IS THE 1918 INFLUENZA PANDEMIC OVER?

IS THE 1918 INFLUENZA PANDEMIC OVER? LONG-TERM EFFECTS OF IN UTERO EXPOSURE IN THE POST-1940 US POPULATION

D. Almond

Journal of Political Economy, Vol. 114, No. 4 (2005) pp. 672-712

A Short Summary 

In a Nutshell

According to fetal origins hypothesis. Many health conditions that occur in an individual’s lifetime can be traced back to the course of fetal development. This could have serious economic consequences and hence indicate policy that might be used to combat poor pre-birth conditions in order to improve economic outcomes and aggregate health. In order to evaluate these claims a unique natural experiment is analyzed: the 1918 Spanish flue pandemic in the US.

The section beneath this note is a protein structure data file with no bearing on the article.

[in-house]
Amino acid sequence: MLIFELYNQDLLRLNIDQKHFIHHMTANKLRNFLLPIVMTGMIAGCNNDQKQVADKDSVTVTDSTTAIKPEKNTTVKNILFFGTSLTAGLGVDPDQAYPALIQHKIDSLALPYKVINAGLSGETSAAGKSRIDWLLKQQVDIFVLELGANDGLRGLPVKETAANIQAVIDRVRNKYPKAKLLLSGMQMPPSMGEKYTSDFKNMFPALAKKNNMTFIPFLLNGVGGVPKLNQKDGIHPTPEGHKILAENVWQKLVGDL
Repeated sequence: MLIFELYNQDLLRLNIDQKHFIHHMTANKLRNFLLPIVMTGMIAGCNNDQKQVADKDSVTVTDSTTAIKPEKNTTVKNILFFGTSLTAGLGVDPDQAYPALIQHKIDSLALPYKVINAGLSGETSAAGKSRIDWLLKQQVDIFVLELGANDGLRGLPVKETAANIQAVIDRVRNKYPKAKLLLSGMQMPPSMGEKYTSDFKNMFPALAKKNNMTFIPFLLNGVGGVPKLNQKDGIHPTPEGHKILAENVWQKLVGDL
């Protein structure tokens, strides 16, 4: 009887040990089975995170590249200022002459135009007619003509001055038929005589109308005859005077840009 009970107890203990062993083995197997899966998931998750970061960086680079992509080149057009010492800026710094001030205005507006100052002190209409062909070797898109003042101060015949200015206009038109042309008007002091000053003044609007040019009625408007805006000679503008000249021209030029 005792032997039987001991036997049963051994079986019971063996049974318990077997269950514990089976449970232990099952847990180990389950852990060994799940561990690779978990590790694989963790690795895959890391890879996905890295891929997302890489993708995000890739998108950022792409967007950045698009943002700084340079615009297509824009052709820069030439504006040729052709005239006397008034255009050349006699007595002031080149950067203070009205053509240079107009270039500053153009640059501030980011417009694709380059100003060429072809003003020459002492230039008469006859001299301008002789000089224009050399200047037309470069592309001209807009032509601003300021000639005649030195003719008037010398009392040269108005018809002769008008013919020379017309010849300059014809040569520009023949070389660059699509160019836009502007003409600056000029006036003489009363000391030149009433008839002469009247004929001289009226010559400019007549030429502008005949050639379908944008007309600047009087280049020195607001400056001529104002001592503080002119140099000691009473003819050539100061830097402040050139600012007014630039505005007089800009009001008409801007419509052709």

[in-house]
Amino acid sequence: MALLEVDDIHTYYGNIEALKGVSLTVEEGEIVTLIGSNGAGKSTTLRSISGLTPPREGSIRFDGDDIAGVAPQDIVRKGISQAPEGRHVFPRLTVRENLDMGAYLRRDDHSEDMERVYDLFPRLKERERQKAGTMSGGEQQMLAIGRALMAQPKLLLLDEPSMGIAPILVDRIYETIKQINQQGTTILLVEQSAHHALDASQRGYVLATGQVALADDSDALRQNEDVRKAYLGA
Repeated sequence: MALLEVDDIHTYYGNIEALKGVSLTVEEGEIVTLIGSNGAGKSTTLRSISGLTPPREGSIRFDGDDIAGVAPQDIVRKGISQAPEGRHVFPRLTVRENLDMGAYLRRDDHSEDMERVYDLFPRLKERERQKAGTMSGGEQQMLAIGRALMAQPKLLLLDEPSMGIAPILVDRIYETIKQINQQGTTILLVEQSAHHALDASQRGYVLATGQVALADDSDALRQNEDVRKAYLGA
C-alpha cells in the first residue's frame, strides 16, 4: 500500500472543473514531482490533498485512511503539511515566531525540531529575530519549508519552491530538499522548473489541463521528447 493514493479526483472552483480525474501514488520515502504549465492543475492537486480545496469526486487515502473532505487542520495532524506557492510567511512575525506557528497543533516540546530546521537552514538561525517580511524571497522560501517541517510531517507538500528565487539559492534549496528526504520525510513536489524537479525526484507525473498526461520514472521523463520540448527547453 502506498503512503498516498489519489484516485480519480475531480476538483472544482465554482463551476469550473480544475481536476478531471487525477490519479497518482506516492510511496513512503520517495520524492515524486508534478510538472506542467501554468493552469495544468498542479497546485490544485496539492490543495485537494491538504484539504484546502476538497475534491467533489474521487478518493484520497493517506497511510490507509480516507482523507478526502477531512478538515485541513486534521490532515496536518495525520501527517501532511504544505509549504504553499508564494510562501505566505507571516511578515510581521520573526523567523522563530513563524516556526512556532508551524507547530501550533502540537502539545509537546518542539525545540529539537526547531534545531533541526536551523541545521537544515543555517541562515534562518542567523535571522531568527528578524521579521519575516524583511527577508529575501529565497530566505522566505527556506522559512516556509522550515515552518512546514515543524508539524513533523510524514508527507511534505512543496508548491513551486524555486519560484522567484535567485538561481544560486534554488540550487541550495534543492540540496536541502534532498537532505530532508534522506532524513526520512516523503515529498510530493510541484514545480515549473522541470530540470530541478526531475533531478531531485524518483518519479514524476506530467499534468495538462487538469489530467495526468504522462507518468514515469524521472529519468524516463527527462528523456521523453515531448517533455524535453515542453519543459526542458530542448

This pandemic struck in Oct 1918 and was over by beginning of 1919 implying that cohorts born just months apart experienced very different in utero conditions. Different states were affected differently. Exploiting this variation in a RDD and DID design (comparing cohorts by birthdate, and comparing cohorts by state) using census data the study finds that virtually all examined socio-economic outcomes were affected. Children of exposed mothers were 15% less likely to graduate from high school, wages were 5-9% lower for men and likelihood of being poor rose 15%.

The responsiveness of labour market outcomes to fetal health has significant implications for health economics – i.e. policies to improve fetal health may have a multiplier effect to any policies that seek to improve the educational system.

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